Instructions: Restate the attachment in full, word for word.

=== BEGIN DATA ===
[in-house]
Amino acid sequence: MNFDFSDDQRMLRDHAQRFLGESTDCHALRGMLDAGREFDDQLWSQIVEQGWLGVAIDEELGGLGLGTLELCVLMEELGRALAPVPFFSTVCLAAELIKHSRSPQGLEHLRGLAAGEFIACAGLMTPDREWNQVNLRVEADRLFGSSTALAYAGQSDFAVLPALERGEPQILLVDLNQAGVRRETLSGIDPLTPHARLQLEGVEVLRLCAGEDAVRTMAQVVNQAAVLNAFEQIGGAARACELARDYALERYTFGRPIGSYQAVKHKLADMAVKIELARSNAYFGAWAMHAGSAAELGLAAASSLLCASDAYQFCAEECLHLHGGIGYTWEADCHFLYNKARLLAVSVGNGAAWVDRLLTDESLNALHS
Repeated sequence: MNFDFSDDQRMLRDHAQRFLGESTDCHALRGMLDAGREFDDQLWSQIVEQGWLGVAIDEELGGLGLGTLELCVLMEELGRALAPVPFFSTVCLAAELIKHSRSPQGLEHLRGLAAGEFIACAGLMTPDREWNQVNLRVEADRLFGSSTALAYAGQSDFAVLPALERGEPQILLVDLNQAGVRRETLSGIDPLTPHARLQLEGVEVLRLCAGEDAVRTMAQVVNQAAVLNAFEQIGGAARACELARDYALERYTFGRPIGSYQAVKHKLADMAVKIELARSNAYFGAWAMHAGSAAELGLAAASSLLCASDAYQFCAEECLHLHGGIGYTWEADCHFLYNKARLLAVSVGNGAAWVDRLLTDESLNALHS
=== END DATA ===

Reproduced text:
[in-house]
Amino acid sequence: MNFDFSDDQRMLRDHAQRFLGESTDCHALRGMLDAGREFDDQLWSQIVEQGWLGVAIDEELGGLGLGTLELCVLMEELGRALAPVPFFSTVCLAAELIKHSRSPQGLEHLRGLAAGEFIACAGLMTPDREWNQVNLRVEADRLFGSSTALAYAGQSDFAVLPALERGEPQILLVDLNQAGVRRETLSGIDPLTPHARLQLEGVEVLRLCAGEDAVRTMAQVVNQAAVLNAFEQIGGAARACELARDYALERYTFGRPIGSYQAVKHKLADMAVKIELARSNAYFGAWAMHAGSAAELGLAAASSLLCASDAYQFCAEECLHLHGGIGYTWEADCHFLYNKARLLAVSVGNGAAWVDRLLTDESLNALHS
Repeated sequence: MNFDFSDDQRMLRDHAQRFLGESTDCHALRGMLDAGREFDDQLWSQIVEQGWLGVAIDEELGGLGLGTLELCVLMEELGRALAPVPFFSTVCLAAELIKHSRSPQGLEHLRGLAAGEFIACAGLMTPDREWNQVNLRVEADRLFGSSTALAYAGQSDFAVLPALERGEPQILLVDLNQAGVRRETLSGIDPLTPHARLQLEGVEVLRLCAGEDAVRTMAQVVNQAAVLNAFEQIGGAARACELARDYALERYTFGRPIGSYQAVKHKLADMAVKIELARSNAYFGAWAMHAGSAAELGLAAASSLLCASDAYQFCAEECLHLHGGIGYTWEADCHFLYNKARLLAVSVGNGAAWVDRLLTDESLNALHS